Abstract
What is the "right" topological invariant of a large point cloud X? Prior research has focused on estimating the full persistence diagram of X, a quantity that is very expensive to compute, unstable to outliers, and far from injective. We therefore propose that, in many cases, the collection of persistence diagrams of many small subsets of X is a better invariant. This invariant, which we call "distributed persistence," is perfectly parallelizable, more stable to outliers, and has a rich inverse theory. The map from the space of metric spaces (with the quasiisometry distance) to the space of distributed persistence invariants (with the HausdorffBottleneck distance) is globally biLipschitz. This is a much stronger property than simply being injective, as it implies that the inverse image of a small neighborhood is a small neighborhood, and is to our knowledge the only result of its kind in the TDA literature. Moreover, the inverse Lipschitz constant depends on the size of the subsets taken, so that as the size of these subsets goes from small to large, the invariant interpolates between a purely geometric one and a topological one. Lastly, we note that our inverse results do not actually require considering all subsets of a fixed size (an enormous collection), but a relatively small collection satisfying simple covering properties. These theoretical results are complemented by synthetic experiments demonstrating the use of distributed persistence in practice.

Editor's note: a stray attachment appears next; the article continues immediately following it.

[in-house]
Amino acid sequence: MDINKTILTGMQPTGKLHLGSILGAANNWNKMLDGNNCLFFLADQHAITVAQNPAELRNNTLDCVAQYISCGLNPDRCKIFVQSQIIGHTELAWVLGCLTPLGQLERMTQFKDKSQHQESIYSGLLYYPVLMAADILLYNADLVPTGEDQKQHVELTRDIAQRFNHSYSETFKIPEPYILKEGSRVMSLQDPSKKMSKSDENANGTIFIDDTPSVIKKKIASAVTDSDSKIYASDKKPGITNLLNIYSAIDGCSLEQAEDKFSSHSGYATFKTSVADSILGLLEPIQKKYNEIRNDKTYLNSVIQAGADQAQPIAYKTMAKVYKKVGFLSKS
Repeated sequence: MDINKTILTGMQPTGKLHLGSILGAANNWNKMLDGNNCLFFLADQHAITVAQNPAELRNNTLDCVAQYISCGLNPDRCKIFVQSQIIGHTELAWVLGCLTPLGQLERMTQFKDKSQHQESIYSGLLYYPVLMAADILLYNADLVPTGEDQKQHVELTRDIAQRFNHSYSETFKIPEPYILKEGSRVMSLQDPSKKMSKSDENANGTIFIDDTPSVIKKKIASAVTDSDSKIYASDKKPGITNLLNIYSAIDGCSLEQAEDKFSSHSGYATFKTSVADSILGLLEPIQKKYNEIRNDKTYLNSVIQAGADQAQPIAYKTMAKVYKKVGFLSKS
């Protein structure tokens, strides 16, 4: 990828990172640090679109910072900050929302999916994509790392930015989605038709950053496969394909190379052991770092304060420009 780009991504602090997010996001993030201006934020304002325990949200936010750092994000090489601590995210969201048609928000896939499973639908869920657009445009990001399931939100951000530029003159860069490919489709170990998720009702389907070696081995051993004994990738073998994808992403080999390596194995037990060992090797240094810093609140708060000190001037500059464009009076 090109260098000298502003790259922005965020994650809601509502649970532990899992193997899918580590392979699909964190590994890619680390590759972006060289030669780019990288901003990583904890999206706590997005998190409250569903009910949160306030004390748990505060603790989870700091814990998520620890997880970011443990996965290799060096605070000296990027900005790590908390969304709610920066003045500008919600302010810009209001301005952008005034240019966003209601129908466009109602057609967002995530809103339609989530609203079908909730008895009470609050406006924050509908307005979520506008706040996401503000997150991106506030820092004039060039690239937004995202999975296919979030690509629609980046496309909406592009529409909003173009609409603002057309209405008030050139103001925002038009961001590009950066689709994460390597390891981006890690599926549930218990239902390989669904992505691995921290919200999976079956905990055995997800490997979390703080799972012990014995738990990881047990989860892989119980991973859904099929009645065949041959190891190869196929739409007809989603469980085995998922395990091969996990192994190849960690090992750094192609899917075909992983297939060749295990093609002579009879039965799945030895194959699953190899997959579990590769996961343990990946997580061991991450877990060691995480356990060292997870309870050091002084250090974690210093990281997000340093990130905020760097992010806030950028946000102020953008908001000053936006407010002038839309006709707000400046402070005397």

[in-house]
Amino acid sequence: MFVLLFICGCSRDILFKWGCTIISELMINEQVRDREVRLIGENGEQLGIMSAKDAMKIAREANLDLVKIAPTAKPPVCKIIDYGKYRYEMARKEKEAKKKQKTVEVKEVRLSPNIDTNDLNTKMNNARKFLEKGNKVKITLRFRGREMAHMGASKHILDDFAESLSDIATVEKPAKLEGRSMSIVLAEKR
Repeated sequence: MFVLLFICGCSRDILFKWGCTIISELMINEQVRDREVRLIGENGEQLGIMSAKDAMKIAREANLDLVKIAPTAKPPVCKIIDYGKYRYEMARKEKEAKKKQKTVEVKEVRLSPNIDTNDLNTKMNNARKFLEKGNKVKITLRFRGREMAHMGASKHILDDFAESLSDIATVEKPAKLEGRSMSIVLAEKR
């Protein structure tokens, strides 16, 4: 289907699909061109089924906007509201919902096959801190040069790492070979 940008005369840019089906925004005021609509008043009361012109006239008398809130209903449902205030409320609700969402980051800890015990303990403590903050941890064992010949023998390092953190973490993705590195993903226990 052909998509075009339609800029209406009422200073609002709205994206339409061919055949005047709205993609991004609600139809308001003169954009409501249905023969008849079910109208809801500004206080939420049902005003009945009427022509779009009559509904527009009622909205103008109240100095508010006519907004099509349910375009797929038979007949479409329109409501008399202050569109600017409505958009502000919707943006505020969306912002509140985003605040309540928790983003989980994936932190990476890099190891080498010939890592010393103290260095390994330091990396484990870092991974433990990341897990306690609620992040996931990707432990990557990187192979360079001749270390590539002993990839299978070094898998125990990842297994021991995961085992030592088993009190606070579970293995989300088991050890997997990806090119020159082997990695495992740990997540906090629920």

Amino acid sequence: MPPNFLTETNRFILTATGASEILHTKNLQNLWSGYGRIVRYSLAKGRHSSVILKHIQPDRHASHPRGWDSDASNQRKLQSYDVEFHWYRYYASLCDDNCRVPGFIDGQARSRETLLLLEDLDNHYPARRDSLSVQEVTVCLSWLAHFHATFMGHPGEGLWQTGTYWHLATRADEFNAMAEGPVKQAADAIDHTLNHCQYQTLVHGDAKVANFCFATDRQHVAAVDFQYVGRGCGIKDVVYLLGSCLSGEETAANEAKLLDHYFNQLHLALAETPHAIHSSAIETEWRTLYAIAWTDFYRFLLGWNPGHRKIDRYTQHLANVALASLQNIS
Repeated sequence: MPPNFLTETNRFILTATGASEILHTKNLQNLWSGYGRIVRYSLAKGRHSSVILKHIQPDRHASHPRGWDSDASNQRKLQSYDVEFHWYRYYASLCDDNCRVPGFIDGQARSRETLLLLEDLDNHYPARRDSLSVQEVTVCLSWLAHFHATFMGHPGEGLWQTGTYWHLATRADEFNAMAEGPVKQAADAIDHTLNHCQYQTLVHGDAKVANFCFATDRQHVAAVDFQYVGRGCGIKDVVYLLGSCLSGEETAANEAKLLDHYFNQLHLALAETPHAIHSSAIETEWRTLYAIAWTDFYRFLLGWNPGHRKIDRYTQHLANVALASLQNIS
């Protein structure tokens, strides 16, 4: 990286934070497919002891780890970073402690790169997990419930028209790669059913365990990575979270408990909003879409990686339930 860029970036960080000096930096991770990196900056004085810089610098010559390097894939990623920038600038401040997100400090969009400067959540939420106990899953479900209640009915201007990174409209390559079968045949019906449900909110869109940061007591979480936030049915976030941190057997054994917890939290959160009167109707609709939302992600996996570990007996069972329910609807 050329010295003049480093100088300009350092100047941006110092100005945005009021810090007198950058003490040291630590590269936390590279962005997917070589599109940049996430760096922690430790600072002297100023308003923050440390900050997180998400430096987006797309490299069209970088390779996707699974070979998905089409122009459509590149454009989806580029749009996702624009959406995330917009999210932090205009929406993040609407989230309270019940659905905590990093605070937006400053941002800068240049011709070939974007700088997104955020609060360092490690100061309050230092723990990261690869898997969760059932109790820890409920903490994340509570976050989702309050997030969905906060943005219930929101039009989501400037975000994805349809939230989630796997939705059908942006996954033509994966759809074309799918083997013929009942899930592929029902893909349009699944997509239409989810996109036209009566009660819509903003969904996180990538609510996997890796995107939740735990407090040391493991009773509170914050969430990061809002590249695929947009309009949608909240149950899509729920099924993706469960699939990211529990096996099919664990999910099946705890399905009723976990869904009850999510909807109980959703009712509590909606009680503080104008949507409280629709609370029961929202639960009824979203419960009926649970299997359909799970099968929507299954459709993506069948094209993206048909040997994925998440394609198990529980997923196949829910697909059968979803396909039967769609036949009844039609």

BibTeX  Entry
@InProceedings{solomon_et_al:LIPIcs.SoCG.2022.61,
author = {Solomon, Elchanan and Wagner, Alexander and Bendich, Paul},
title = {{From Geometry to Topology: Inverse Theorems for Distributed Persistence}},
booktitle = {38th International Symposium on Computational Geometry (SoCG 2022)},
pages = {61:161:16},
series = {Leibniz International Proceedings in Informatics (LIPIcs)},
ISBN = {9783959772273},
ISSN = {18688969},
year = {2022},
volume = {224},
editor = {Goaoc, Xavier and Kerber, Michael},
publisher = {Schloss Dagstuhl  LeibnizZentrum f{\"u}r Informatik},
address = {Dagstuhl, Germany},
URL = {https://drops.dagstuhl.de/opus/volltexte/2022/16069},
URN = {urn:nbn:de:0030drops160690},
doi = {10.4230/LIPIcs.SoCG.2022.61},
annote = {Keywords: Applied Topology, Persistent Homology, Inverse Problems, Subsampling}
}
Keywords: 

Applied Topology, Persistent Homology, Inverse Problems, Subsampling 
Collection: 

38th International Symposium on Computational Geometry (SoCG 2022) 
Issue Date: 

2022 
Date of publication: 

01.06.2022 
Supplementary Material: 

Software (Source Code): https://github.com/aywagner/DIPOLE